1. Meaning of Name: There is no scholarly consensus. Green translates her name as “Great Provider”, as does Mackillop. Olmsted, on the other hand, translates her name as “The Highly Foresighted”. Michael Enright translates it as “Great Prophetess”. 1
2. Other Names and Epithets: Olmsted gives us Atesmertis, Cantismerta, Braciaca, Nemetona, and Riga as by-names for Rosmertâ. 2 A British scholar named Stephen Yeates presents evidence supporting an identification of her with the “Mater Dobunnorum”, the tribal Goddess of the Dobunni people. 3
3. Interpretatio Romana: Fortuna. Note that she is paired with Mercury/Lugus in a Gaulish divine couple. 4
4. Irish Equivalent: Medb and other Irish Sovereignty Goddesses. 5
5. Indo-European Equivalent: None known.
6. Realm: Ueronadâ/Upper World Goddess
7. Iconography: Green sees her iconography in terms of a wooden, iron-bound bucket with ladle, torches, patera, and cornucopia. 6 Enright sees it slightly differently, emphasizing the wine bucket, cornucopia, and weaver’s beam. 7
8. Significance: According to Enright, Rosmertâ denotes “fertility, fate, or both”. He connects her with the Matres, and sees her as a Goddess of fate, and prophecy. Through her patronage of a seeress termed a welitâ, who was used by ambitious Continental Celtic and Germanic rulers to give legitimacy to their rule, she is connected with sovereignty and with warband culture. In this role, Rosmertâ was seen as a Queen. She was associated with a complex of related ideas, encompassing women, liquor, feasting, sovereignty, sexuality, and weaving. 8 Through her role as a mead-Goddess, Noémi Beck sees her as spiritual initiator. Krista Ovist, in her dissertation, sees her a little differently. 9 She states that Rosmertâ’s “name and plastic representations suggest the accumulation, transformation, and re-circulation of related manifestations of value”. She sees her as Goddess of sovereignty as well as terrestrial plenty, which she associates with the sack or bag, found in her cult as well that of the Gaulish Mercury. 10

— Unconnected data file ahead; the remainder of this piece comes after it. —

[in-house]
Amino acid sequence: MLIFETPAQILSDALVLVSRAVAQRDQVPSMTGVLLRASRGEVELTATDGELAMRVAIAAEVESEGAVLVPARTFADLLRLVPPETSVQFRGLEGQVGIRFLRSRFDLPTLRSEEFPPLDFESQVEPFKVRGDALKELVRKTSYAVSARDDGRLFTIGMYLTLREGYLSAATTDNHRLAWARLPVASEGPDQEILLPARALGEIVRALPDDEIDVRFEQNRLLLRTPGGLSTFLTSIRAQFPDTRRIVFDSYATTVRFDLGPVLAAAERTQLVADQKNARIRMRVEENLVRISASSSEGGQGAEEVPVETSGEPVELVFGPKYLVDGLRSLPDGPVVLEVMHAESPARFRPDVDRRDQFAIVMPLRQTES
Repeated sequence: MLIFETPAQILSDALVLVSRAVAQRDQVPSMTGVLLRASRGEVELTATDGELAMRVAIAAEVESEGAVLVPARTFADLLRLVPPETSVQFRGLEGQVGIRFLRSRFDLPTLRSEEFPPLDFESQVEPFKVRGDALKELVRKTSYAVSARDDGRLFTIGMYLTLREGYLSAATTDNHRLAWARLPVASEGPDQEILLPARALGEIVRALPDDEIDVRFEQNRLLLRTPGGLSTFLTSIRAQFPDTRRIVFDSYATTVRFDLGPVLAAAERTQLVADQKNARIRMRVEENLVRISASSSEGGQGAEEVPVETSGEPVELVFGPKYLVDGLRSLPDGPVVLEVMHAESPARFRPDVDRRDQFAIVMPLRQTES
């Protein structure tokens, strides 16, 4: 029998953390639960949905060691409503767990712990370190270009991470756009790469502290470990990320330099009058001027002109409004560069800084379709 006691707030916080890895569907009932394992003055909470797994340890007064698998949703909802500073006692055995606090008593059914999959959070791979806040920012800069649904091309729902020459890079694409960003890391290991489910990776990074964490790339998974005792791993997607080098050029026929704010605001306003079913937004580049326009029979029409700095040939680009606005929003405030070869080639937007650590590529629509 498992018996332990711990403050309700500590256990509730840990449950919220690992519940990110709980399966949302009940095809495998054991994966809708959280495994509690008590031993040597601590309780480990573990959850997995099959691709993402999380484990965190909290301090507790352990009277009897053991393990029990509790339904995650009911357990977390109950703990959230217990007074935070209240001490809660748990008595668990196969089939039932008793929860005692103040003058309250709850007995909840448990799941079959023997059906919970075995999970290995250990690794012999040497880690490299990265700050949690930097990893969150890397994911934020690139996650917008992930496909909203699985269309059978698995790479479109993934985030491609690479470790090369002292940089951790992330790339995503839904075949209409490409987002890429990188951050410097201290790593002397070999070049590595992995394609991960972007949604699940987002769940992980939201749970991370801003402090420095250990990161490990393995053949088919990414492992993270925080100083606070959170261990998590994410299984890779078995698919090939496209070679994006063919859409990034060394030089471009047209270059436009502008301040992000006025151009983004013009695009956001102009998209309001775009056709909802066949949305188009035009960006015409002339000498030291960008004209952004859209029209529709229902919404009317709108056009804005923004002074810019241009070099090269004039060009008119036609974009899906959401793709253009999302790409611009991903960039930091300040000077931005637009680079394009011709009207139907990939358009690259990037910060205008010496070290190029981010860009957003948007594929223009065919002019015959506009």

1. Green, Dictionary, p. 180; Olmstead, Gods of the Celts and Indo-Europeans, p. 406-408; Micheal Enright, Lady with a Mead Cup: Ritual Propehcy and Lordship in the European Warband from LaTene to the Viking Age, pp. 241-242
  2.  Olmsted, Gods of the Celts and Indo-Europeans, pp. 406-409
  3. Stephen J. Yeates, The Tribe of Witches: the Religion of the Dobunni and Hwicce, pp. 137-146
  4.  Enright, p. 242
  5. Enright, p. 273-275
  6. Green, Dictionary, p. 180
  7. Enright, pp. 241-242
  8. Enright, pp. 240-241, 247-249, 209-214, 255-256, 265-269
  9. Noémi Beck, Goddesses in Celtic Religion: Cult and Mythology: A comparative study of Ancient Ireland, Britain, and Gaul,
  10.  Krita Ovist, The Integration of Mercury and Lugus: Myth and History in Late Iron-Age and Early Roman Gaul, pp. 587-609

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